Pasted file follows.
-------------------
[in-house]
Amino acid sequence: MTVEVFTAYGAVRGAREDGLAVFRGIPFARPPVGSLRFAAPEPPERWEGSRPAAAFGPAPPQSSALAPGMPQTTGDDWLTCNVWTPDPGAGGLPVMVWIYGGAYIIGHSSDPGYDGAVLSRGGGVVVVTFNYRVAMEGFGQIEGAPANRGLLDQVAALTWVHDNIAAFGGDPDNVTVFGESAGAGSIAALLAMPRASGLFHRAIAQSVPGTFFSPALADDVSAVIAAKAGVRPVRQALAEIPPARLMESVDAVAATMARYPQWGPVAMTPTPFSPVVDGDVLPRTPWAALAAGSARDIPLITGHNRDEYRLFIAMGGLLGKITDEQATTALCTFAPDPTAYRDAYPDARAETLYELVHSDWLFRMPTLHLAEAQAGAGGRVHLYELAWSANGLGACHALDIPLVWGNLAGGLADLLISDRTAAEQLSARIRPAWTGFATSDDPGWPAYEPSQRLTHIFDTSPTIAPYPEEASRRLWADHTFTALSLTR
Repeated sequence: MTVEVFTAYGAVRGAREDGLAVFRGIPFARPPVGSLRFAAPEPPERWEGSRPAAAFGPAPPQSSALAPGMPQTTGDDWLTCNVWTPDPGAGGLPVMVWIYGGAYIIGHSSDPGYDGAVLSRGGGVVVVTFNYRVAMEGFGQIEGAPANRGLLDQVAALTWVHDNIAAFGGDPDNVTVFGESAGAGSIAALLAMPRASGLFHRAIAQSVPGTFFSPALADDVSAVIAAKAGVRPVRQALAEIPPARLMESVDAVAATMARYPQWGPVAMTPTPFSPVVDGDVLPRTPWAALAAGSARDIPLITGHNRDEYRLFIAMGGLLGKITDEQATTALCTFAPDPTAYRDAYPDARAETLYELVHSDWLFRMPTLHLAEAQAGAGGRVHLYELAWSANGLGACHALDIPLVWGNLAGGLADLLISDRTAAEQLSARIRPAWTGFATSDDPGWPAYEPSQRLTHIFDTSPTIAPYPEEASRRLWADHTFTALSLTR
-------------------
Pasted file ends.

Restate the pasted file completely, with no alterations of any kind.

[in-house]
Amino acid sequence: MTVEVFTAYGAVRGAREDGLAVFRGIPFARPPVGSLRFAAPEPPERWEGSRPAAAFGPAPPQSSALAPGMPQTTGDDWLTCNVWTPDPGAGGLPVMVWIYGGAYIIGHSSDPGYDGAVLSRGGGVVVVTFNYRVAMEGFGQIEGAPANRGLLDQVAALTWVHDNIAAFGGDPDNVTVFGESAGAGSIAALLAMPRASGLFHRAIAQSVPGTFFSPALADDVSAVIAAKAGVRPVRQALAEIPPARLMESVDAVAATMARYPQWGPVAMTPTPFSPVVDGDVLPRTPWAALAAGSARDIPLITGHNRDEYRLFIAMGGLLGKITDEQATTALCTFAPDPTAYRDAYPDARAETLYELVHSDWLFRMPTLHLAEAQAGAGGRVHLYELAWSANGLGACHALDIPLVWGNLAGGLADLLISDRTAAEQLSARIRPAWTGFATSDDPGWPAYEPSQRLTHIFDTSPTIAPYPEEASRRLWADHTFTALSLTR
Repeated sequence: MTVEVFTAYGAVRGAREDGLAVFRGIPFARPPVGSLRFAAPEPPERWEGSRPAAAFGPAPPQSSALAPGMPQTTGDDWLTCNVWTPDPGAGGLPVMVWIYGGAYIIGHSSDPGYDGAVLSRGGGVVVVTFNYRVAMEGFGQIEGAPANRGLLDQVAALTWVHDNIAAFGGDPDNVTVFGESAGAGSIAALLAMPRASGLFHRAIAQSVPGTFFSPALADDVSAVIAAKAGVRPVRQALAEIPPARLMESVDAVAATMARYPQWGPVAMTPTPFSPVVDGDVLPRTPWAALAAGSARDIPLITGHNRDEYRLFIAMGGLLGKITDEQATTALCTFAPDPTAYRDAYPDARAETLYELVHSDWLFRMPTLHLAEAQAGAGGRVHLYELAWSANGLGACHALDIPLVWGNLAGGLADLLISDRTAAEQLSARIRPAWTGFATSDDPGWPAYEPSQRLTHIFDTSPTIAPYPEEASRRLWADHTFTALSLTR